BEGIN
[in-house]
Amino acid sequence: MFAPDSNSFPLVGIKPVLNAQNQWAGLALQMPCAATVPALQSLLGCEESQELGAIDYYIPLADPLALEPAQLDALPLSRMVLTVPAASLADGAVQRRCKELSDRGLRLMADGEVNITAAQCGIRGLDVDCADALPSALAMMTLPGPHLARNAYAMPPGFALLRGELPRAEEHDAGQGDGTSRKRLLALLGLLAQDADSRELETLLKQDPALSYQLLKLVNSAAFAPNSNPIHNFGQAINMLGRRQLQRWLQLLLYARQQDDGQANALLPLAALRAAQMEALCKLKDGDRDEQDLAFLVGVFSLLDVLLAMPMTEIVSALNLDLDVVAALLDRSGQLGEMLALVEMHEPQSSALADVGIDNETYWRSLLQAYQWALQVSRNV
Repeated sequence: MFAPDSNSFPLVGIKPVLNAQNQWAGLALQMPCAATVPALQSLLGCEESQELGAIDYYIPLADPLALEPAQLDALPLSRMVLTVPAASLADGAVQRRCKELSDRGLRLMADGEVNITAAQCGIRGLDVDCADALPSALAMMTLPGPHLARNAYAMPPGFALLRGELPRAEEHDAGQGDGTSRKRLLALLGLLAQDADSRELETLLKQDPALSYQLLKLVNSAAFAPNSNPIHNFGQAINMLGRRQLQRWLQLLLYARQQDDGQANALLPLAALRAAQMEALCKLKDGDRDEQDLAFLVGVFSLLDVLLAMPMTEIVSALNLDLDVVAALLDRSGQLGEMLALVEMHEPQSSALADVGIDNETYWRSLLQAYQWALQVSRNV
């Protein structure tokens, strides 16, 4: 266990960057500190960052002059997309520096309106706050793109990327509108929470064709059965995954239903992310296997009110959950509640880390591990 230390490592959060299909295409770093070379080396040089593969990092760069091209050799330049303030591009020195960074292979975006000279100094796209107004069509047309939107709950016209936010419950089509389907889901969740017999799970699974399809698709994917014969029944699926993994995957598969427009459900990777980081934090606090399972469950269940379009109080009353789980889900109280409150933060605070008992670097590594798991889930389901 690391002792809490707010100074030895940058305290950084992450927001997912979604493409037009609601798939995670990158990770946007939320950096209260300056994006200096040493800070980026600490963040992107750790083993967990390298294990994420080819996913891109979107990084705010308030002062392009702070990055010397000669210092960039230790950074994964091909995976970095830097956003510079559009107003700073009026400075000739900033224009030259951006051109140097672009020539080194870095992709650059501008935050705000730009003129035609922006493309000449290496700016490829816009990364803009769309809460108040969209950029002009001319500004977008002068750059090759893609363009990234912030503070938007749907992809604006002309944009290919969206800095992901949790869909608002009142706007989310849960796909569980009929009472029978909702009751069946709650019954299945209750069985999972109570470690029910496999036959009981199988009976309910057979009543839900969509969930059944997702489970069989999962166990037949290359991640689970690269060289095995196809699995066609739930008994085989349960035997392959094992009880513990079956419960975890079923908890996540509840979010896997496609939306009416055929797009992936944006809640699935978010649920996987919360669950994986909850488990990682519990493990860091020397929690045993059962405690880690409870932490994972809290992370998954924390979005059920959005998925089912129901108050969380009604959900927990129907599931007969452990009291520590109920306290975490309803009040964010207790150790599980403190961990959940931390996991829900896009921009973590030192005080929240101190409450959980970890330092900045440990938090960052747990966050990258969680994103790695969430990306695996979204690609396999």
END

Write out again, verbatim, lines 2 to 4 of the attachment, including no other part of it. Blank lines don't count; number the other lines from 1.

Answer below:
Amino acid sequence: MFAPDSNSFPLVGIKPVLNAQNQWAGLALQMPCAATVPALQSLLGCEESQELGAIDYYIPLADPLALEPAQLDALPLSRMVLTVPAASLADGAVQRRCKELSDRGLRLMADGEVNITAAQCGIRGLDVDCADALPSALAMMTLPGPHLARNAYAMPPGFALLRGELPRAEEHDAGQGDGTSRKRLLALLGLLAQDADSRELETLLKQDPALSYQLLKLVNSAAFAPNSNPIHNFGQAINMLGRRQLQRWLQLLLYARQQDDGQANALLPLAALRAAQMEALCKLKDGDRDEQDLAFLVGVFSLLDVLLAMPMTEIVSALNLDLDVVAALLDRSGQLGEMLALVEMHEPQSSALADVGIDNETYWRSLLQAYQWALQVSRNV
Repeated sequence: MFAPDSNSFPLVGIKPVLNAQNQWAGLALQMPCAATVPALQSLLGCEESQELGAIDYYIPLADPLALEPAQLDALPLSRMVLTVPAASLADGAVQRRCKELSDRGLRLMADGEVNITAAQCGIRGLDVDCADALPSALAMMTLPGPHLARNAYAMPPGFALLRGELPRAEEHDAGQGDGTSRKRLLALLGLLAQDADSRELETLLKQDPALSYQLLKLVNSAAFAPNSNPIHNFGQAINMLGRRQLQRWLQLLLYARQQDDGQANALLPLAALRAAQMEALCKLKDGDRDEQDLAFLVGVFSLLDVLLAMPMTEIVSALNLDLDVVAALLDRSGQLGEMLALVEMHEPQSSALADVGIDNETYWRSLLQAYQWALQVSRNV
């Protein structure tokens, strides 16, 4: 266990960057500190960052002059997309520096309106706050793109990327509108929470064709059965995954239903992310296997009110959950509640880390591990 230390490592959060299909295409770093070379080396040089593969990092760069091209050799330049303030591009020195960074292979975006000279100094796209107004069509047309939107709950016209936010419950089509389907889901969740017999799970699974399809698709994917014969029944699926993994995957598969427009459900990777980081934090606090399972469950269940379009109080009353789980889900109280409150933060605070008992670097590594798991889930389901 690391002792809490707010100074030895940058305290950084992450927001997912979604493409037009609601798939995670990158990770946007939320950096209260300056994006200096040493800070980026600490963040992107750790083993967990390298294990994420080819996913891109979107990084705010308030002062392009702070990055010397000669210092960039230790950074994964091909995976970095830097956003510079559009107003700073009026400075000739900033224009030259951006051109140097672009020539080194870095992709650059501008935050705000730009003129035609922006493309000449290496700016490829816009990364803009769309809460108040969209950029002009001319500004977008002068750059090759893609363009990234912030503070938007749907992809604006002309944009290919969206800095992901949790869909608002009142706007989310849960796909569980009929009472029978909702009751069946709650019954299945209750069985999972109570470690029910496999036959009981199988009976309910057979009543839900969509969930059944997702489970069989999962166990037949290359991640689970690269060289095995196809699995066609739930008994085989349960035997392959094992009880513990079956419960975890079923908890996540509840979010896997496609939306009416055929797009992936944006809640699935978010649920996987919360669950994986909850488990990682519990493990860091020397929690045993059962405690880690409870932490994972809290992370998954924390979005059920959005998925089912129901108050969380009604959900927990129907599931007969452990009291520590109920306290975490309803009040964010207790150790599980403190961990959940931390996991829900896009921009973590030192005080929240101190409450959980970890330092900045440990938090960052747990966050990258969680994103790695969430990306695996979204690609396999």